During your search for a senior living option for yourself or a loved one, it may be helpful to learn more about the two most common business models in the industry: for-profit and non-profit. The goals of both models are to provide quality service and care to aging adults, whether in assisted living, independent living, memory care, skilled nursing or beyond. However, there are some key differences that may influence your decision in terms of which type of community is right for you or your loved one.

For-profit organizations are the most common. If you are exploring an option with multiple locations nationwide, it is a safe assumption that they are for-profit since they have the resources to operate on such a large scale; nevertheless, it’s important to get the full story before assuming, so if you are unsure you can always reach out to a representative by phone or email to learn more about how they operate.

For-Profit

As mentioned, for-profit organizations are the most common. They often have greater resources and larger property holdings. While many of them offer quality care and services, sometimes these organizations may have priorities aside from just the resident experience. For example, they may be required to earn a certain level of profit in order to pay back the investors that helped them grow or expand. This kind of financial commitment may create complications for those they serve. These organizations may need to charge residents a premium to live in their communities or require costly fees for services and amenities that are included complimentary elsewhere. Conversely, they may need to create savings by limiting the kinds of activities they offer, or how many staff members they can hire to monitor residents and maintain safety. To be clear, there are plenty of wonderful organizations operating on a for-profit model, but their fiscal responsibilities may come into conflict other more resident-centric priorities.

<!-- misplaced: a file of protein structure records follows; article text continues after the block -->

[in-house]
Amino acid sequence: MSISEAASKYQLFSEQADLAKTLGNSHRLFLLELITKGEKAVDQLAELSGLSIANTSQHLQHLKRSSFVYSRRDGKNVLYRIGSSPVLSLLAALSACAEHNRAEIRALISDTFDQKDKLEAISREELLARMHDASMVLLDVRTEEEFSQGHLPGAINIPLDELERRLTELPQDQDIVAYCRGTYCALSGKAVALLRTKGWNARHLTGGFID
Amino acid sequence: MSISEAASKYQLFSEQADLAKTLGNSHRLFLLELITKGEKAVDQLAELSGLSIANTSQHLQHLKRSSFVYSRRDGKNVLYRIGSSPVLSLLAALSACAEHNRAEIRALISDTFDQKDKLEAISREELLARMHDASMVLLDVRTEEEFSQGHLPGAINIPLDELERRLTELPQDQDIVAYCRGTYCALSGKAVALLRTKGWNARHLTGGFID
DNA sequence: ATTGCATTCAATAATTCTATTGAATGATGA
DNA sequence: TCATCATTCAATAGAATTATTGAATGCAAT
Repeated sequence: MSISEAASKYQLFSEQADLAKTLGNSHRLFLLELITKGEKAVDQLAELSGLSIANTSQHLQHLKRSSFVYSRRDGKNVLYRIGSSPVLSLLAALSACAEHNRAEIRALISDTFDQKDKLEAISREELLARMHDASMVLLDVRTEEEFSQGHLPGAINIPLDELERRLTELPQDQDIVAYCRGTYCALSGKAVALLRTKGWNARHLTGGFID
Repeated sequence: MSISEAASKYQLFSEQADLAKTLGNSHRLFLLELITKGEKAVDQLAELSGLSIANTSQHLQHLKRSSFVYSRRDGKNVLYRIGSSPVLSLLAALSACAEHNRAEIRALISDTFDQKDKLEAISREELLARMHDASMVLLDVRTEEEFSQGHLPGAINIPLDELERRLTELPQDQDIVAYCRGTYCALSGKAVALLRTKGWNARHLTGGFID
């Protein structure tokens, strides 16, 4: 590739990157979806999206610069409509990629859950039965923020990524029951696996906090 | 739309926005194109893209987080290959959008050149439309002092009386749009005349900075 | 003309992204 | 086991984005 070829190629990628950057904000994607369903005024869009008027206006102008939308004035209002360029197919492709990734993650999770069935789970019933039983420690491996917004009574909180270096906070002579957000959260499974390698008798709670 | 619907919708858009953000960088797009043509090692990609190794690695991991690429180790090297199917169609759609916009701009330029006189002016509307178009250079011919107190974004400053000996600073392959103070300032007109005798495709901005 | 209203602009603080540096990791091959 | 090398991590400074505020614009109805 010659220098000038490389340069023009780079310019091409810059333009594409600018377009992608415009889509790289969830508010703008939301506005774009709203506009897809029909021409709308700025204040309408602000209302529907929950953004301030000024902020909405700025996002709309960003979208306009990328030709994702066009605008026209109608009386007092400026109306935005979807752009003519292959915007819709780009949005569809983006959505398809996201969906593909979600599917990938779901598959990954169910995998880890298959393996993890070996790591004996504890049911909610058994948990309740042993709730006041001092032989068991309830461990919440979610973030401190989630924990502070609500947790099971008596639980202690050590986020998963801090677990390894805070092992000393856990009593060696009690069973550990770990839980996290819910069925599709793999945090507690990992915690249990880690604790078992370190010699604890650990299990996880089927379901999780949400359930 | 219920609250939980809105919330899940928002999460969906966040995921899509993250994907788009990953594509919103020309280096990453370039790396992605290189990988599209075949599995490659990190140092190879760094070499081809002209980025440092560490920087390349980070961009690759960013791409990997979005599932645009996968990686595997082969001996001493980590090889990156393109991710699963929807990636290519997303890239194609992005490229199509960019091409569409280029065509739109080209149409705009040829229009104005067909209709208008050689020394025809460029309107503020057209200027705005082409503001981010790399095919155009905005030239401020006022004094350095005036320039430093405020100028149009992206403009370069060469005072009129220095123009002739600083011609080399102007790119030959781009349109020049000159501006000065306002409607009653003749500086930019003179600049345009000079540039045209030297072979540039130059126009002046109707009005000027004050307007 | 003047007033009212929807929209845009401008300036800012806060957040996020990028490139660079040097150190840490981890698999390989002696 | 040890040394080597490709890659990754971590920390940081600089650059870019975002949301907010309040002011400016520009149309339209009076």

Non-profit

One of the biggest differences with non-profit organizations is in their ownership. Instead of having owners to whom profits trickle upward, they are usually operated by a volunteer Board of Directors who oversee the various particulars of their ownership without having a financial stake in generating as much revenue as possible. The other key difference is what happens to the revenue that they do generate. Instead of paying out investors and allocating funds to executive bonuses, excess revenue is put right back into the community. This can mean more inexpensive rent for residents, higher staffing ratios, better training for team members, more life enrichment programs, more involved health and safety protocols, and any number of other areas that can improve daily life for those who call the community home.

During your research, there are many other factors to explore in determining whether a community is the right fit for you or your loved one, but the business model under which they operate is an important piece of the puzzle that is commonly overlooked.

If you have questions about non-profit senior living organizations, call Inland Christian Home today at (909) 983-0084 or contact us online.